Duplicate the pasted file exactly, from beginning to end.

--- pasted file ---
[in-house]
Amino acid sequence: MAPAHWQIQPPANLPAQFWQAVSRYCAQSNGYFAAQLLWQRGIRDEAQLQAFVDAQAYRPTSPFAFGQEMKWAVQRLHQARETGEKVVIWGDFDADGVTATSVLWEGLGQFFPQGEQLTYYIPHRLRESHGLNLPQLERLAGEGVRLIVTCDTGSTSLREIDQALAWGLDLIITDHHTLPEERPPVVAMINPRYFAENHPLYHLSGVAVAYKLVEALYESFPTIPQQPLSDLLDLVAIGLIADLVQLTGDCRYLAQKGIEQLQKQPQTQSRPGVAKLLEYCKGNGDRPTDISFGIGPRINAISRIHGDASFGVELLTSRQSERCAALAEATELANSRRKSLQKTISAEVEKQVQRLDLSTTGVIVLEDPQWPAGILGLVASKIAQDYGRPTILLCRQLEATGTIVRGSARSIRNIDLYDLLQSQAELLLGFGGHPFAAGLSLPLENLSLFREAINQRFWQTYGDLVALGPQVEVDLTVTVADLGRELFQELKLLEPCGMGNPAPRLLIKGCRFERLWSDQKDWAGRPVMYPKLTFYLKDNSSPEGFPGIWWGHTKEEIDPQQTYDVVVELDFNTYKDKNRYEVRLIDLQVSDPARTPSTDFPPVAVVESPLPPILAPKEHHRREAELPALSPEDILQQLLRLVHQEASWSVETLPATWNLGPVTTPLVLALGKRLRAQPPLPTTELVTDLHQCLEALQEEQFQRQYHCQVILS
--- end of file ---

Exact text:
[in-house]
Amino acid sequence: MAPAHWQIQPPANLPAQFWQAVSRYCAQSNGYFAAQLLWQRGIRDEAQLQAFVDAQAYRPTSPFAFGQEMKWAVQRLHQARETGEKVVIWGDFDADGVTATSVLWEGLGQFFPQGEQLTYYIPHRLRESHGLNLPQLERLAGEGVRLIVTCDTGSTSLREIDQALAWGLDLIITDHHTLPEERPPVVAMINPRYFAENHPLYHLSGVAVAYKLVEALYESFPTIPQQPLSDLLDLVAIGLIADLVQLTGDCRYLAQKGIEQLQKQPQTQSRPGVAKLLEYCKGNGDRPTDISFGIGPRINAISRIHGDASFGVELLTSRQSERCAALAEATELANSRRKSLQKTISAEVEKQVQRLDLSTTGVIVLEDPQWPAGILGLVASKIAQDYGRPTILLCRQLEATGTIVRGSARSIRNIDLYDLLQSQAELLLGFGGHPFAAGLSLPLENLSLFREAINQRFWQTYGDLVALGPQVEVDLTVTVADLGRELFQELKLLEPCGMGNPAPRLLIKGCRFERLWSDQKDWAGRPVMYPKLTFYLKDNSSPEGFPGIWWGHTKEEIDPQQTYDVVVELDFNTYKDKNRYEVRLIDLQVSDPARTPSTDFPPVAVVESPLPPILAPKEHHRREAELPALSPEDILQQLLRLVHQEASWSVETLPATWNLGPVTTPLVLALGKRLRAQPPLPTTELVTDLHQCLEALQEEQFQRQYHCQVILS